Evolutionary patterns of agent organizations

Claudia V. Goldman*, Jeffrey S. Rosenschein

*Corresponding author for this work

Research output: Contribution to journalArticlepeer-review

15 Scopus citations

Abstract

Problems approached by multiagent systems (MAS) are typically complex. It is usually difficult to know at system design stage how many agents need to be in the system, what each agent's role is, and how the agents should interact to get optimal performance out of the group. The aim of the testbed presented here is to investigate which kinds of multiagent systems could be developed to solve ranges of problems, avoiding the need to reorganize the agents from scratch for each task. The agent organization process explored here is based on the agents' knowledge, and not on their tasks. This opens up a new approach for Distributed Artificial Intelligence designers, to have their domain organized before the allocation of tasks among agents. These kinds of organizations should be more robust for solving different problems related to the same knowledge. We define information oriented domains (IODs) for that purpose. An evolutionary approach to the design of a multiagent system is suggested. Our model is based on a cellular automaton whose rules of dynamics induce the formation of an organization of agents. Patterns of organization obtained empirically are presented. Our knowledge-based organization approach is analyzed both from theoretical and practical perspectives.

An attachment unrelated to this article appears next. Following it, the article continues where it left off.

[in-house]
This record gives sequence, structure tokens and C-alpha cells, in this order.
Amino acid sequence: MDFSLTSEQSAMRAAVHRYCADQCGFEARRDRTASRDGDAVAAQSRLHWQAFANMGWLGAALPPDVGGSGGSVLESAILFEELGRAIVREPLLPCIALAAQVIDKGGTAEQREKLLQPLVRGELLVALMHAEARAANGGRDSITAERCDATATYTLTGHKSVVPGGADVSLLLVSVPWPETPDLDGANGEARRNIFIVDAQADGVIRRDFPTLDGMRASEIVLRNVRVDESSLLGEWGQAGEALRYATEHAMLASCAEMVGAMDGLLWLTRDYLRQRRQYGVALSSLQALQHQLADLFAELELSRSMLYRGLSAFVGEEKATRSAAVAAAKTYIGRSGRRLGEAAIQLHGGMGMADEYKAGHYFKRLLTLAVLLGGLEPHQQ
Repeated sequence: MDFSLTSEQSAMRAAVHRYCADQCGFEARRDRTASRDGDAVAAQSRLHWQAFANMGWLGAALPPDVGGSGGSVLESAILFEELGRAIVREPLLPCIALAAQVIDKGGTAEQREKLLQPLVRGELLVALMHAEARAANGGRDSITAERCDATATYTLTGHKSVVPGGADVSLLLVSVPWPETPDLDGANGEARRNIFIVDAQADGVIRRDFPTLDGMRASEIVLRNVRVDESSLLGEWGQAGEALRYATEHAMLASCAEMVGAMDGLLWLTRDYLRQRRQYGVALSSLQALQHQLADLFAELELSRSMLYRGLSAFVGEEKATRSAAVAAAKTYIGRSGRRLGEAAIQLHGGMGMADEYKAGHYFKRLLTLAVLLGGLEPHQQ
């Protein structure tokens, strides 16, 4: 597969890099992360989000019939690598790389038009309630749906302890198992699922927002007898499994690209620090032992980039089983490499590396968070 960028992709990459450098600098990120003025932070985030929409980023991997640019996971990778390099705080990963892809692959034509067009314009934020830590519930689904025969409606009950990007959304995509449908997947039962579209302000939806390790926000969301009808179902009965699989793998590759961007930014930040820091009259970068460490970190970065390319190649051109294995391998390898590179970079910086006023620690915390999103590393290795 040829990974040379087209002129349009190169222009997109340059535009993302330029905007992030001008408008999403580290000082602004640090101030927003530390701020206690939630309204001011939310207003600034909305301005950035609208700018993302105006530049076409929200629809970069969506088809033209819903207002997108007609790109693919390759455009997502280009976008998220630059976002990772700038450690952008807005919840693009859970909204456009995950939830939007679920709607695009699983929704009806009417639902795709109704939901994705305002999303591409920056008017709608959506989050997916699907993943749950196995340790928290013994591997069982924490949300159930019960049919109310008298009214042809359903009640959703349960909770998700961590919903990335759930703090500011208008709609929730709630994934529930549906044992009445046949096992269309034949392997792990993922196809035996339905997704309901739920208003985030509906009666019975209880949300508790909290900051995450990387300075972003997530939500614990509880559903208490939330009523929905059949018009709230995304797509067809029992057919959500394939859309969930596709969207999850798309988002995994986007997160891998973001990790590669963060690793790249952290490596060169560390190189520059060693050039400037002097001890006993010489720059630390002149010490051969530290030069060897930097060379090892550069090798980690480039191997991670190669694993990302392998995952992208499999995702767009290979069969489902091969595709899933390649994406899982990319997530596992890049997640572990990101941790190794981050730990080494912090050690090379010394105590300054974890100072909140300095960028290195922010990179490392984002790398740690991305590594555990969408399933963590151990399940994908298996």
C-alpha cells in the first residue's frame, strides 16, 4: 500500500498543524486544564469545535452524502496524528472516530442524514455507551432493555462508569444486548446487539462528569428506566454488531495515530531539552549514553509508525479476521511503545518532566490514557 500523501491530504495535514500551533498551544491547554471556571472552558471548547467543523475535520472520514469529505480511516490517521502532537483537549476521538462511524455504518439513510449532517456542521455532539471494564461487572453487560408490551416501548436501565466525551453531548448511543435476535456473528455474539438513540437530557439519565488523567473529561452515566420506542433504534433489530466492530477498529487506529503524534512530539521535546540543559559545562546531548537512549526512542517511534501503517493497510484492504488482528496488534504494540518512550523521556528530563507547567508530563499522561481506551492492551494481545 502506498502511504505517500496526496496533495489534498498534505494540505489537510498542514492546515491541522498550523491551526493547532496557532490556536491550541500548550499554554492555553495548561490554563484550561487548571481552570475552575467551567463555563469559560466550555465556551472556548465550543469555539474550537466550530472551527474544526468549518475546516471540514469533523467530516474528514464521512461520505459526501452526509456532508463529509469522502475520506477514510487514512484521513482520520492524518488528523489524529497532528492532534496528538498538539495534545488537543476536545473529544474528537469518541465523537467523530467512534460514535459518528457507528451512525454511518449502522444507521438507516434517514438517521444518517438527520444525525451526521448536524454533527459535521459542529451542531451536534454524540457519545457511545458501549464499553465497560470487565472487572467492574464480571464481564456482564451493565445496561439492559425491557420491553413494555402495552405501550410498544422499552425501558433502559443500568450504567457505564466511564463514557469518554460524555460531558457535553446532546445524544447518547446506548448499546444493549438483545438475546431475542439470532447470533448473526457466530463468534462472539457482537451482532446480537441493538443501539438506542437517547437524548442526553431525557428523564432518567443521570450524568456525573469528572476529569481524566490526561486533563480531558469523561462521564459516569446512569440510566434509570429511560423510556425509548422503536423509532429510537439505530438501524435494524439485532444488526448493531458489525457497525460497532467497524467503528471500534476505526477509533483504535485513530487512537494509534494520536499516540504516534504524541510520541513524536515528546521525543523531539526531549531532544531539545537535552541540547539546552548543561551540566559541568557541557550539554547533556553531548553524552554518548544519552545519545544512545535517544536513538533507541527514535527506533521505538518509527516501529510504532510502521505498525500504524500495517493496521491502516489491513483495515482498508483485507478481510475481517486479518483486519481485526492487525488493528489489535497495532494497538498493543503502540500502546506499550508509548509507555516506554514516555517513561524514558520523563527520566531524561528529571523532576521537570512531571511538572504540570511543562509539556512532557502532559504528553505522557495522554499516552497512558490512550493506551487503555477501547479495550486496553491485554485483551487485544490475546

Original languageAmerican English
Pages (from-to)135-148
Number of pages14
JournalIEEE Transactions on Systems, Man, and Cybernetics Part A:Systems and Humans
Volume32
Issue number1
DOIs
StatePublished - Jan 2002

Bibliographical note

Funding Information:
Manuscript received November 10, 1999; revised revised December 3, 2001. This work was supported in part by the Israeli Ministry of Science and Technology (Grant 032-8284) and the Israel Science Foundation (Grant 032-7517). This work was performed as part of the first author’s Ph.D. work at the Hebrew University and was supported by the Eshkol Fellowship, Israeli Ministry of Science. This paper was recommended by Associate Editor M. Embrechts.

Keywords

  • Expert agents
  • Information domain
  • Organization

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